Need Ideas On How To Close A Water Tap At 1.5 N.m Torque

Hi All, I'm working on designing an automatic machine / tester that will open and close a water tap for about 200,000 cycles (to ensure that the tap
complies with BS5412 (1996)Clause 12).
The requirement of the standard is to open the obturator in the tap to 90% of its maximum opening and then to close it with a torque of 1.5 N.m. These are the normal half inch diameter household taps.
Currently I am looking for ideas on how to close the tap with a torque of 1.5 N.m and then to open it automatically. I am familiar with PLCs and electronics with a bit of mechanical knowledge. I am thinking DC motor connected to gearbox conected to a 'breaking torque' device. The DC motor can be reversed for opening / closing and the breaking torque set to 1.5 N.m.
However I am not too sure how accurate and repeatable a breaking torque device can be. I also have this problem where the torque required to reopen the tap (after it has been closed) is higher than the closing torque. Do breaking torque devices work in one direction only or both? The tap would probably not open again if they work in both directions.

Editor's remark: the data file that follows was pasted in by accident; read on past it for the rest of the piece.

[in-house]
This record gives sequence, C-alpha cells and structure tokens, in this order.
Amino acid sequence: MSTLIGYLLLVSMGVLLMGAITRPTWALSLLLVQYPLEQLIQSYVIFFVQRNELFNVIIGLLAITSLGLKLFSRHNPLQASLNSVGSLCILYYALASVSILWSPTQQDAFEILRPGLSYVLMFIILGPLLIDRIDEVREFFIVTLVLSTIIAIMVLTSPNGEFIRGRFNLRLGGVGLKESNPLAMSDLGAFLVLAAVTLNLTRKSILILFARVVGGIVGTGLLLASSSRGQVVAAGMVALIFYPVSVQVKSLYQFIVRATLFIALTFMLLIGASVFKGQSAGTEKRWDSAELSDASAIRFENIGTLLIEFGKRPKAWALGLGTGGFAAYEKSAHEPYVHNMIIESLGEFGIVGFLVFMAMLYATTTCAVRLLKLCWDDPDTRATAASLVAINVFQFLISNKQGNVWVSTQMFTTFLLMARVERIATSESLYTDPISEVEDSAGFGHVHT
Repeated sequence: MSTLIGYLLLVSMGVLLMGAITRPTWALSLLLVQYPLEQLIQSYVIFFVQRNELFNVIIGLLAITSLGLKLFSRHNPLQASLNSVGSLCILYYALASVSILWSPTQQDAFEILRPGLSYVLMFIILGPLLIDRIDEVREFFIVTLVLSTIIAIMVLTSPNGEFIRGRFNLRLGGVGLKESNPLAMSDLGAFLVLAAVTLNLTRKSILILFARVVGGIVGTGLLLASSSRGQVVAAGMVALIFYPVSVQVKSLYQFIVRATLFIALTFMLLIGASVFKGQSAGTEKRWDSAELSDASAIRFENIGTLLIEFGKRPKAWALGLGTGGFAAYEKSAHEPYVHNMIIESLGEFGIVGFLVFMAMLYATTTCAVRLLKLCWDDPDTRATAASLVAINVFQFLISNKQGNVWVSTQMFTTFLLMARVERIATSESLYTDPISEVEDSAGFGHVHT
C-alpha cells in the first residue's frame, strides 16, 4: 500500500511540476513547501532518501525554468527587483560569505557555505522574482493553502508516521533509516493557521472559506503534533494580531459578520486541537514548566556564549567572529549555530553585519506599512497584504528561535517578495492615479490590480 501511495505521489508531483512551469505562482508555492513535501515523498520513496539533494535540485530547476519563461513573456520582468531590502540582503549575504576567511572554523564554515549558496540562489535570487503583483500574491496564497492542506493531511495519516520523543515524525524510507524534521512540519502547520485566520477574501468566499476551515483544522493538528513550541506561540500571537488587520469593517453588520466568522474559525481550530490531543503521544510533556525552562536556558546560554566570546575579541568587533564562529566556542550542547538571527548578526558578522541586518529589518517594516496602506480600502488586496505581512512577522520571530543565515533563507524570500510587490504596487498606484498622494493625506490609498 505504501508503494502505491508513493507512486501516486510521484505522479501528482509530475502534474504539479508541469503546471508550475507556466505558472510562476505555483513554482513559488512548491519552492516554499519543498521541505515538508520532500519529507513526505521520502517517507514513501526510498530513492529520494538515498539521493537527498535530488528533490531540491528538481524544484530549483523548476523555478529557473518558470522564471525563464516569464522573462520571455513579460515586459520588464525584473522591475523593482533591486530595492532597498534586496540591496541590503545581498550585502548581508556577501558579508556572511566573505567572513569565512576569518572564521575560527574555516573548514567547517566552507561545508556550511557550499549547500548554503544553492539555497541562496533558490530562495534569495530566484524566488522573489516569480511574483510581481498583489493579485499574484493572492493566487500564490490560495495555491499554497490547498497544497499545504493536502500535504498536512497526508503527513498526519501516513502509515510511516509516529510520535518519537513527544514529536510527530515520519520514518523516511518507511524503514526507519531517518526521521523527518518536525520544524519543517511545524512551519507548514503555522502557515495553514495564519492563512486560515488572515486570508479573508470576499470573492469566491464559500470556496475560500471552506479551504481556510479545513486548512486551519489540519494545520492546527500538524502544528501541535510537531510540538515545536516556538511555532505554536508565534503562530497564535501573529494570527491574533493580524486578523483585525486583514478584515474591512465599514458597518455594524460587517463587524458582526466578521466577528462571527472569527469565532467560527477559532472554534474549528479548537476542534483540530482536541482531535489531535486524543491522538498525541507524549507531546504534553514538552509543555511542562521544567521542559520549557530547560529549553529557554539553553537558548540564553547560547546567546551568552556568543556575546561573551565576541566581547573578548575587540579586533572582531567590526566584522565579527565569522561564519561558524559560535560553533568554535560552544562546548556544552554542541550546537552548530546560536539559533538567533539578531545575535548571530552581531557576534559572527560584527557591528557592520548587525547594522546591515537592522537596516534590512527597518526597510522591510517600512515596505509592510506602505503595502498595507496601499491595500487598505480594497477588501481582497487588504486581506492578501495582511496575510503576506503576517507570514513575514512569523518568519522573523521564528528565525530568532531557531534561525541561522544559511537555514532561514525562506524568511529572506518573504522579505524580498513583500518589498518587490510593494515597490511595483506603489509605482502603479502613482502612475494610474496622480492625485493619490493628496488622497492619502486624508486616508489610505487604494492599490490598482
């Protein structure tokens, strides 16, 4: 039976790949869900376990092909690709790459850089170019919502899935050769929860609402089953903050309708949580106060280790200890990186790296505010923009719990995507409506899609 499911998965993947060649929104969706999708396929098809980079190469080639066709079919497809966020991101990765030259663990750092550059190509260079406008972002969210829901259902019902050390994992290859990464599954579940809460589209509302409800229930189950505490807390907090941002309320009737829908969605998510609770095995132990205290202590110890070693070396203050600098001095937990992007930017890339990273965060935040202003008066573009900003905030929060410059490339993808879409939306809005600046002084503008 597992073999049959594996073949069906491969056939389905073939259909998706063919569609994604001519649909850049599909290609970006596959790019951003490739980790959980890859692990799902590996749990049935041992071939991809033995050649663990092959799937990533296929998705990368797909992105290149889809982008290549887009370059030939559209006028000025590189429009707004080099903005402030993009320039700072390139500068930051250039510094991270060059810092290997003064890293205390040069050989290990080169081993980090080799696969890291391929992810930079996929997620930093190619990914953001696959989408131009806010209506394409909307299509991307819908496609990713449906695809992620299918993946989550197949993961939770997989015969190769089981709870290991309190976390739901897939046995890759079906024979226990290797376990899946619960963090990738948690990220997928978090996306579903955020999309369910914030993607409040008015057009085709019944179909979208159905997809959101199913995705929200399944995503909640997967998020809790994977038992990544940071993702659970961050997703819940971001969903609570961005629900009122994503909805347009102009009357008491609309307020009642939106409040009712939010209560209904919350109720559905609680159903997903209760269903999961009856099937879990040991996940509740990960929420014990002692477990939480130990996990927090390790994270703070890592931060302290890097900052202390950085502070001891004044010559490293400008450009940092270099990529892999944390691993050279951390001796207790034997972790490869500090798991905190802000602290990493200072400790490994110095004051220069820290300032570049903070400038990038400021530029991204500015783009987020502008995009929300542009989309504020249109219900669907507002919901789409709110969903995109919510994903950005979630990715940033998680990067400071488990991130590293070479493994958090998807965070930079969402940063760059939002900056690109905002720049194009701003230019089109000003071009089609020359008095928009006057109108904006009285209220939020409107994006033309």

Other Questions: 1. Am I on the right path? 2. If you were going to design the system that opens and closes the obturator, how would you do it? 3. Any recommendations on what to use for the torque control? 4.How do you interface the torque device to the PLC so that the PLC can tell that the tap has been closed?
Thanks Manvinder S. Bhullar
Add pictures here
<% if( /^image/.test(type) ){ %>
<% } %>
<%-name%>
Add image file
Upload
On 13 Jul 2004 01:29:55 -0700, snipped-for-privacy@tm.net.my (Manvinder Bhullar) wrote:

I don't see why this couldn't work. I would dump the constant torque clutch for the reason you are aware of. You could set the stall torque current of the motor seperately in the forward and reverse directions for the required torque value.